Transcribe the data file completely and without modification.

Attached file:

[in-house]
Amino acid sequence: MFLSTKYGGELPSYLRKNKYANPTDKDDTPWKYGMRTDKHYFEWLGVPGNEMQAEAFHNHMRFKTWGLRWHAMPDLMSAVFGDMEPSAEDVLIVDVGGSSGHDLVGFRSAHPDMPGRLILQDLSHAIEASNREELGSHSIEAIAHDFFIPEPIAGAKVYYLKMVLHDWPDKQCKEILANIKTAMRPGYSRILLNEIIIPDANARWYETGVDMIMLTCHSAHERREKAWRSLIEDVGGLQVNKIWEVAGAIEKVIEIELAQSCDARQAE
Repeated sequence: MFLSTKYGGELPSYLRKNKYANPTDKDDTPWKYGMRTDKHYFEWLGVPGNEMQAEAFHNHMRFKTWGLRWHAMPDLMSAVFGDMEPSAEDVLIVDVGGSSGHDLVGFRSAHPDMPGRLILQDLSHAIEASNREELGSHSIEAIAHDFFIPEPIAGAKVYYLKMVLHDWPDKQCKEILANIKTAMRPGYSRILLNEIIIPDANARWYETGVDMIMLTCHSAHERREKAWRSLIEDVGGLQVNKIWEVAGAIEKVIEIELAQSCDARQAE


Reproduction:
[in-house]
Amino acid sequence: MFLSTKYGGELPSYLRKNKYANPTDKDDTPWKYGMRTDKHYFEWLGVPGNEMQAEAFHNHMRFKTWGLRWHAMPDLMSAVFGDMEPSAEDVLIVDVGGSSGHDLVGFRSAHPDMPGRLILQDLSHAIEASNREELGSHSIEAIAHDFFIPEPIAGAKVYYLKMVLHDWPDKQCKEILANIKTAMRPGYSRILLNEIIIPDANARWYETGVDMIMLTCHSAHERREKAWRSLIEDVGGLQVNKIWEVAGAIEKVIEIELAQSCDARQAE
Repeated sequence: MFLSTKYGGELPSYLRKNKYANPTDKDDTPWKYGMRTDKHYFEWLGVPGNEMQAEAFHNHMRFKTWGLRWHAMPDLMSAVFGDMEPSAEDVLIVDVGGSSGHDLVGFRSAHPDMPGRLILQDLSHAIEASNREELGSHSIEAIAHDFFIPEPIAGAKVYYLKMVLHDWPDKQCKEILANIKTAMRPGYSRILLNEIIIPDANARWYETGVDMIMLTCHSAHERREKAWRSLIEDVGGLQVNKIWEVAGAIEKVIEIELAQSCDARQAE